June has gone and with it went not only the hopes of the German football team but also the industry's hope for an implementation of the cold-calling ban.
A few months ago, government legislated for the ban, and pledged to bring it in as soon as possible to protect vulnerable pensioners from being targeted by unscrupulous chancers and the downright fraudulent.
This was welcomed at the time by the pensions industry, advisers and later life advocacy groups alike.
However, the much-promised ban, which government promised would come into effect by the end of June, was not ready on time.
It appears the regulations required to implement the ban have not been laid, so the timetable was not met. And with the summer recess about to begin, it is unlikely a ban on cold-calling (and cold emailing/texting) will become law any time soon.
In the meantime, the thousands of people getting access to their hard-earned pension pots at 55 are prime targets for the scammers.
Baroness Ros Altmann, former pensions minister who is currently serving in the Lords, commented: "Having worked so hard in the Lords stages of the Bill to get a proper ban on pensions cold-calling, only to then see the measures watered down significantly, it is really disappointing that even these weaker protections will not be put in place on time."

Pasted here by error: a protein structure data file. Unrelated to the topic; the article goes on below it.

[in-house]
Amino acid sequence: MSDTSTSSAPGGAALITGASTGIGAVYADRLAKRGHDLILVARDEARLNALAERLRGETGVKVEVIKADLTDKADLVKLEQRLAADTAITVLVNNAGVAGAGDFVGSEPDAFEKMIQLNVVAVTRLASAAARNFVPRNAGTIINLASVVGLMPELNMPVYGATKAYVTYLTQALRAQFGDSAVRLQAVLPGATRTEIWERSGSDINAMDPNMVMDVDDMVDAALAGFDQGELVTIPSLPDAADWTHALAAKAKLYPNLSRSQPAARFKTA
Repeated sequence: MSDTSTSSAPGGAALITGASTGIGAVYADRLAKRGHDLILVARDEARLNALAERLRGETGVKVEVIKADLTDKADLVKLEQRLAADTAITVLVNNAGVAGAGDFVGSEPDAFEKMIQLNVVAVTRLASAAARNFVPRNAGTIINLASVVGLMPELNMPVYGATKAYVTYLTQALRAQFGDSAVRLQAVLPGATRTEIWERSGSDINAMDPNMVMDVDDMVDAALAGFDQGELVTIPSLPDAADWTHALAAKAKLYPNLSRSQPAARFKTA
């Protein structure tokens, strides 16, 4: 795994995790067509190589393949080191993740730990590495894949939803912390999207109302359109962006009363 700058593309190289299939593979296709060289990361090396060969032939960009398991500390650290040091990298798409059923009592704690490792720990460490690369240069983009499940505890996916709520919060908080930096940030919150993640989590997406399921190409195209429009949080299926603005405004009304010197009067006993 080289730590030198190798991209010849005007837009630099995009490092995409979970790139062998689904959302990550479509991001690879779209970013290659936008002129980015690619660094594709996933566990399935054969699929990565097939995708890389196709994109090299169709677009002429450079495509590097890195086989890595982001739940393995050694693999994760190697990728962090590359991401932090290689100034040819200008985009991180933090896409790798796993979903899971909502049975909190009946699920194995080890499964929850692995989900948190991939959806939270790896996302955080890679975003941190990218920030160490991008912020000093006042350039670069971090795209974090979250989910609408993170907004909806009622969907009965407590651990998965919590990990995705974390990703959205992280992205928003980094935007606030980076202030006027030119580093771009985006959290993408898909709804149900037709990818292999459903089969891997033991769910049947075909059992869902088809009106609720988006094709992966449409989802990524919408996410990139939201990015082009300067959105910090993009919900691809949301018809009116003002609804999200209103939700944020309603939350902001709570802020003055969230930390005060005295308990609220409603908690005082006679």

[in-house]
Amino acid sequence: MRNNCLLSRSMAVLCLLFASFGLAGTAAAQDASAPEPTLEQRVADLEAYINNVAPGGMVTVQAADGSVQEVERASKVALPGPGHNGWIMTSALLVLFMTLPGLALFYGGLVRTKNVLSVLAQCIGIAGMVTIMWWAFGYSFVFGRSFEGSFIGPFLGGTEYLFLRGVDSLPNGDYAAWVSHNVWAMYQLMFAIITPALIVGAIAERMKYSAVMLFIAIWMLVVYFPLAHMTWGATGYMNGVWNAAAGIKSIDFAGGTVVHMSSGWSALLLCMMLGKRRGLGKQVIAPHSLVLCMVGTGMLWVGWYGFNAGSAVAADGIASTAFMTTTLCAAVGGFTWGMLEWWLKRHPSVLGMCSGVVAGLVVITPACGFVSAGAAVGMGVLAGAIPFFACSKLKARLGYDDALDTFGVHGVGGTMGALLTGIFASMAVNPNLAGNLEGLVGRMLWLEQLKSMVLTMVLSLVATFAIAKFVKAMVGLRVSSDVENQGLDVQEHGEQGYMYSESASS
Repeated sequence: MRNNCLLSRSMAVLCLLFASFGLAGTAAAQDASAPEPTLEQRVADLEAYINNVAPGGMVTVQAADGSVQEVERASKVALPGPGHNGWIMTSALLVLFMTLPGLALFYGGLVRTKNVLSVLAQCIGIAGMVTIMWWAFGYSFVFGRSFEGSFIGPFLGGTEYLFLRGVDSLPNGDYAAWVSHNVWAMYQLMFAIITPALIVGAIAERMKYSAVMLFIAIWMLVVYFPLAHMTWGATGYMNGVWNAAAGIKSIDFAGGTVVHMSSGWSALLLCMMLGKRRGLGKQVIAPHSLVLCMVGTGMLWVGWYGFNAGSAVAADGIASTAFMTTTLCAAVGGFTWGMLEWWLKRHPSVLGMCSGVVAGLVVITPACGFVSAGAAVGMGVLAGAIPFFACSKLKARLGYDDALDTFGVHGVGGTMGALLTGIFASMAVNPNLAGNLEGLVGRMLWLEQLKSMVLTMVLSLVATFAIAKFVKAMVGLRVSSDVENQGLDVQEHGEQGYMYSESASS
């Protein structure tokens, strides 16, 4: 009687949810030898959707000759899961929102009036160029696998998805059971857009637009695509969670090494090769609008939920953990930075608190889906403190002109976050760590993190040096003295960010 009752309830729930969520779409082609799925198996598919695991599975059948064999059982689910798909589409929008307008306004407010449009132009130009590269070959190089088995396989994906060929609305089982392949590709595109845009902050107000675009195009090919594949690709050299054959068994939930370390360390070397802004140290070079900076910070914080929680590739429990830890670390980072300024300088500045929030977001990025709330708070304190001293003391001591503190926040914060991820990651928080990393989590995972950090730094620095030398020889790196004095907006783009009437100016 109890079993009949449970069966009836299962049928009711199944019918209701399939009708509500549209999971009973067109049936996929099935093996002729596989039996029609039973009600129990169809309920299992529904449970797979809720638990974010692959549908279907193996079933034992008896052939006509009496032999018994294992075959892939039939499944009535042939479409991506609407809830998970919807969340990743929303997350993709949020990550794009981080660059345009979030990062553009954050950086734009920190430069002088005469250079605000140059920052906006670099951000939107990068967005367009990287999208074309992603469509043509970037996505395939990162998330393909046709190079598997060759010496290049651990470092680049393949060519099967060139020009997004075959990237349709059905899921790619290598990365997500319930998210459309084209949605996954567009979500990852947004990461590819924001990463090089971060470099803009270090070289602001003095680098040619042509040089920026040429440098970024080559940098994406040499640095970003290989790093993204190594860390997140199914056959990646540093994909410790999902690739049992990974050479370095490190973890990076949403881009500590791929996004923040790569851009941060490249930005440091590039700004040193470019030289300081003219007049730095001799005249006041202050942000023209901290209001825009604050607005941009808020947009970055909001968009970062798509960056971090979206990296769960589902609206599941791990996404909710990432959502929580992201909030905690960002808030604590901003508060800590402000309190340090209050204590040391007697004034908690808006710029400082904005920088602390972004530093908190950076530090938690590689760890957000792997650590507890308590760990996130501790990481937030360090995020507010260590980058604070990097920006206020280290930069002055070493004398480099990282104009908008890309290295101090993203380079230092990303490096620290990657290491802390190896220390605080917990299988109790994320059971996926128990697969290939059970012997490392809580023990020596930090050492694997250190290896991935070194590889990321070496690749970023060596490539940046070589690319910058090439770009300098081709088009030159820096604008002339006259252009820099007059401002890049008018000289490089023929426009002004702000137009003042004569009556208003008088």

Even watered-down measures would be better than none. We all remember the tragic and terrible suicide of 92-year-old Olive Cooke, the poppy seller, who was hounded by hundreds of begging letters a year.
When her suicide was investigated, it was found she could no longer cope with all the demands for her charitable giving. Among the findings from the Fundraising Standards Board, were the following, shocking, statistics:
- The mailings Mrs Cooke received trebled from 119 in the year 2000 to a peak of 466 in 2014.
- Twenty four of the 99 charities had passed on her contact details.
While the new General Data Protection Regulation, which came into force in May, will go some way to preventing vulnerable people being mass-mailed, the cold-calling ban is desperately needed to prevent someone being targeted for their life savings.
Quite often, as charities involved in the later life sector state, older people are more likely to be beguiled over the phone into parting with their money, often because they are lonely and enjoy talking to someone who sounds professional and polite.
Without a proper set of measures put in place now, more pensioners are simply going to fall prey to plausible, well-rehearsed snake oil salesmen.